NTUC Fairprice sets purchase limit for essential goods; netizens ask for more stricter measures

Following the announcement of Malaysia’s movement restriction order which started on Wednesday (18 March), the Singapore government stepped up precautionary measures to ensure sufficient essential supplies and food stock for its residents.

On Tuesday (17 March), NTUC Fairprice posted on its Facebook page that a purchase limit for several essential items will be put in place across its stores as a measure to prevent reselling from customers as well as to ensure sufficient supply of daily essential items every customer.

In its post, NTUC Fairprice mentioned that every customer is limited to a purchase of four units of paper products including toilet paper, facial tissues, and kitchen towels.

For food purchasing limits, every customer will only be allowed to buy two units of instant noodles or pasta, two bags of rice, $30 of vegetables, $30 of fresh poultry, and three packs of ten eggs or one tray of 30 eggs.

“We are prepared and ready to meet your daily essential needs. While we recognise there may be concerns regarding the latest movement restriction order from Malaysia, we want to assure all customers that we have sufficient stocks,” NTUC Fairprice said.

NTUC Fairprice then expressed its appreciation towards those who shop in a more measured and responsible manner, purchasing only the things that they needed.

Government assures that essential supplies are stocked and no need for panic-buying

Giving assurance to Singaporeans, Minister for Trade and Industry Chan Chun Sing said on Monday (16 March) that essential supplies have been stocked up over the past two months, adding that Singapore is not in danger of running out of food and other suppliers brought in by retailers.

Mr Chan noted that the government has been actively working with essential firms such as NTUC Fairprice, Sheng Siong, and Dairy Farm International to increase Singapore’s stock of food and essential supplies over the last two months.

“This means that we are not in danger of running out of food or other supplies brought in by our retailers,” he added.

He then urged everyone to make purchases in a responsible manner and to purchase only what they need or else no amount of stockpiling will be sufficient.

Meanwhile, Prime Minister Lee Hsien Loong also took to his Facebook on Tuesday (17 March) to reassure the public that the flow of cargo and goods, including food supplies between Singapore and Malaysia, will continue despite the movement restriction in Malaysia.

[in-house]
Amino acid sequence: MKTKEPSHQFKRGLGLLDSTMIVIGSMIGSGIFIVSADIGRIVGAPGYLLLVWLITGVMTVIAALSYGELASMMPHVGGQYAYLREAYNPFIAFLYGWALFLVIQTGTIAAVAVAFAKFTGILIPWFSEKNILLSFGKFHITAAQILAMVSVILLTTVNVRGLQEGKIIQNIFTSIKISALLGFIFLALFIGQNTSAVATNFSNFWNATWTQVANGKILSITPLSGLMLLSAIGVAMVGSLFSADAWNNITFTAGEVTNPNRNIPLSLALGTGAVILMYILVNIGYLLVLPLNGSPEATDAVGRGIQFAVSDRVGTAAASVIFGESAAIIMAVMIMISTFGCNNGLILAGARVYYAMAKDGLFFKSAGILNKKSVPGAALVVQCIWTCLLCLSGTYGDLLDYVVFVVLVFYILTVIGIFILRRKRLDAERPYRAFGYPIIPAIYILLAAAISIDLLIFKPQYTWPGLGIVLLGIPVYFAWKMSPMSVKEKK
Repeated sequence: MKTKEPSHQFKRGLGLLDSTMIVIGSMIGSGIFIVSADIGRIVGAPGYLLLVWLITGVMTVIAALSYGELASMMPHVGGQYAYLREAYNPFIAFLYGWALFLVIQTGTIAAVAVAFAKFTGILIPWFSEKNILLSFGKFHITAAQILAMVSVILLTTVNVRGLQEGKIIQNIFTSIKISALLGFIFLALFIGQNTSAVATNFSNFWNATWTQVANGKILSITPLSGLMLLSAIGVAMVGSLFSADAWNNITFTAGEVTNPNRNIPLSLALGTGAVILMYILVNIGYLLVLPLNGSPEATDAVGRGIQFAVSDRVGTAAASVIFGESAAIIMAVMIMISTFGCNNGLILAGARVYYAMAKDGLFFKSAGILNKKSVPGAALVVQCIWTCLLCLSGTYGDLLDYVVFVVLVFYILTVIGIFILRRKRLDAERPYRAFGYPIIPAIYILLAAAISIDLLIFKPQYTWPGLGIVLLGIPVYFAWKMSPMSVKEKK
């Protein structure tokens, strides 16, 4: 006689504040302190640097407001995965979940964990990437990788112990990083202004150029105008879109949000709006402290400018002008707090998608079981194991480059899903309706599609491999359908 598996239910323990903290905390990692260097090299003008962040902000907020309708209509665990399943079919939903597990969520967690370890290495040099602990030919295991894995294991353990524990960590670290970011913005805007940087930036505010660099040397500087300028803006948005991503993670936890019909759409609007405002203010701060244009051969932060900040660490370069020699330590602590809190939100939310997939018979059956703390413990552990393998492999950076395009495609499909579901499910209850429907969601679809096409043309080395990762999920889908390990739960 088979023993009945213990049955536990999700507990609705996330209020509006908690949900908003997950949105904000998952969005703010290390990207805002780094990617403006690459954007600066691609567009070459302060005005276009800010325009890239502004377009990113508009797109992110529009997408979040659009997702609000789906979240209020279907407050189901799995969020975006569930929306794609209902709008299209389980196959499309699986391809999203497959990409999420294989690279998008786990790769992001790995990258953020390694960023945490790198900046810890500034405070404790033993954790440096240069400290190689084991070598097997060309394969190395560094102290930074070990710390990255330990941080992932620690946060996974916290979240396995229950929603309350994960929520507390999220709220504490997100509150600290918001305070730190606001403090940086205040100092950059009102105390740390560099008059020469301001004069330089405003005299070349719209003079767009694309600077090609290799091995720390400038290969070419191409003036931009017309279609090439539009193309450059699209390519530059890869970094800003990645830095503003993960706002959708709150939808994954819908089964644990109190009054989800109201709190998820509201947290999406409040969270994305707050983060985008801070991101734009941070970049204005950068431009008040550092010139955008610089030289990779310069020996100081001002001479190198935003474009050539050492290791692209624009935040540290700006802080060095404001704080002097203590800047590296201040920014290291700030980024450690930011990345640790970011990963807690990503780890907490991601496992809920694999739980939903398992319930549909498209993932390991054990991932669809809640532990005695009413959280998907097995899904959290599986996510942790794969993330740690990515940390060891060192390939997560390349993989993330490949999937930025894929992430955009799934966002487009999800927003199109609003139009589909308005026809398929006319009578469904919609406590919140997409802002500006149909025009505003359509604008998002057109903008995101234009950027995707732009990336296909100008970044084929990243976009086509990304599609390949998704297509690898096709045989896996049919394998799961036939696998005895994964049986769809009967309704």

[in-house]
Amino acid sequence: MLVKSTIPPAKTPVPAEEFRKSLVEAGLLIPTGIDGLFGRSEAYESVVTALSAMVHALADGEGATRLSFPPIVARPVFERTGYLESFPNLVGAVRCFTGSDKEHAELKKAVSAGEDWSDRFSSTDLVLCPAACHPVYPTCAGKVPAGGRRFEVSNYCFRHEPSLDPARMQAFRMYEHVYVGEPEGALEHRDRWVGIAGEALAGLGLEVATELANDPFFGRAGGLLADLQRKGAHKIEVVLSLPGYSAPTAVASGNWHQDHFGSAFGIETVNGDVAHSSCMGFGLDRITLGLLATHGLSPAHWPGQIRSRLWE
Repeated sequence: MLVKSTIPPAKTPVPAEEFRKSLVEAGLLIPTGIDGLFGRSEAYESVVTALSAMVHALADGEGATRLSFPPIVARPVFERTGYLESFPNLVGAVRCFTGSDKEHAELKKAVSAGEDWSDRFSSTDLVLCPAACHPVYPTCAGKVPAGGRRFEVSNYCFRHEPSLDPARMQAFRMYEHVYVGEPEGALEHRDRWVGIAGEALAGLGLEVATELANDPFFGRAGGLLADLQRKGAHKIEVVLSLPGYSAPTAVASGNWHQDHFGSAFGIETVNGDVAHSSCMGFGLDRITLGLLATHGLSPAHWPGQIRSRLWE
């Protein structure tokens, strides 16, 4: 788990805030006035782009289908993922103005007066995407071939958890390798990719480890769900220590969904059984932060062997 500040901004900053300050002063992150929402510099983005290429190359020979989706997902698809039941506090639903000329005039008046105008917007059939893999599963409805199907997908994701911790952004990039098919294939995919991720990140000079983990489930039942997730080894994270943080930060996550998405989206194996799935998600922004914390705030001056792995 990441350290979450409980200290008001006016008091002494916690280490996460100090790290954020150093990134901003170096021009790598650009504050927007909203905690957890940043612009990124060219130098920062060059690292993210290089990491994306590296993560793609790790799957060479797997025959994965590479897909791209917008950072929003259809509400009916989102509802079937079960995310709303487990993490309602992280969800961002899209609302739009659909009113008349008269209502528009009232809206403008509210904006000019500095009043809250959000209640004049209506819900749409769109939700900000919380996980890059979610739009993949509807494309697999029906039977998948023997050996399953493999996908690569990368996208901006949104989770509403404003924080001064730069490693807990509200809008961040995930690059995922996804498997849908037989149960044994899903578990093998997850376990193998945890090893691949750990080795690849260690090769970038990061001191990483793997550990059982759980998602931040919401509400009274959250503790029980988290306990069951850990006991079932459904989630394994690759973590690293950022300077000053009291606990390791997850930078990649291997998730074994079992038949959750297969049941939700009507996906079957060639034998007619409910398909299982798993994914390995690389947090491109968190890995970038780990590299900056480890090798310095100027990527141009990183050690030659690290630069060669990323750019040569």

In his post, PM Lee stated that he is glad to see that there is no sign of hoarding despite long queues in supermarkets.

He mentioned that people are purchasing only the items they need and that Singaporeans are calm, united, and resilient as the government is working towards solving the problems.

Netizens pointed out the loophole in purchase limit, saying it should be stricter on per household rather than per customer

Under the comment sections of NTUC Fairprice’s post and the Facebook page of Mothership.sg, many netizens commented that there are loopholes in the purchase limit measures taken by NTUC Fairprice.

They said that it should be stricter because if more family members go shopping, then more items can be purchased and they can buy again many times as long as it is not done in a single transaction.


Some netizens felt that the purchase limit set by NTUC Fairprice was too high which will create unnecessary waste or excessive purchase, resulting in others having little or zero chance to acquire certain items.

Additionally, a few netizens raised the concern on the rate of replenishment in the shop, where they hope that the shop can speed up on replenishing the shelves to tackle the situation of panic buying.

In addition, a few netizens also suggested that NTUC open more counters and improve their online ordering system – such as increasing delivery slots – to prevent long queues at the stores.

At the same time, a handful others provided few suggestions to prevent the hoarding behaviours of shoppers, such as allowing only baskets for carrying goods, limiting the purchase for every household, and asking the government to provide goods vouchers for the needy.

One netizen urged the public to stop sharing photos in social media as it will only create more panic-buying situation, and to only buy what they need, as well as to give supermarkets some time to replenish their stock.

Concerning the elderly and disabled people in this situation, one netizen also suggested NTUC Fairprice to observe the Australians on how to reserve a purchasing time slot for senior citizens and disabled people.

Some netizens, nonetheless, praised the move of NTUC Fairprice as they believed that a purchase limit can stop the panic-buying behaviours.

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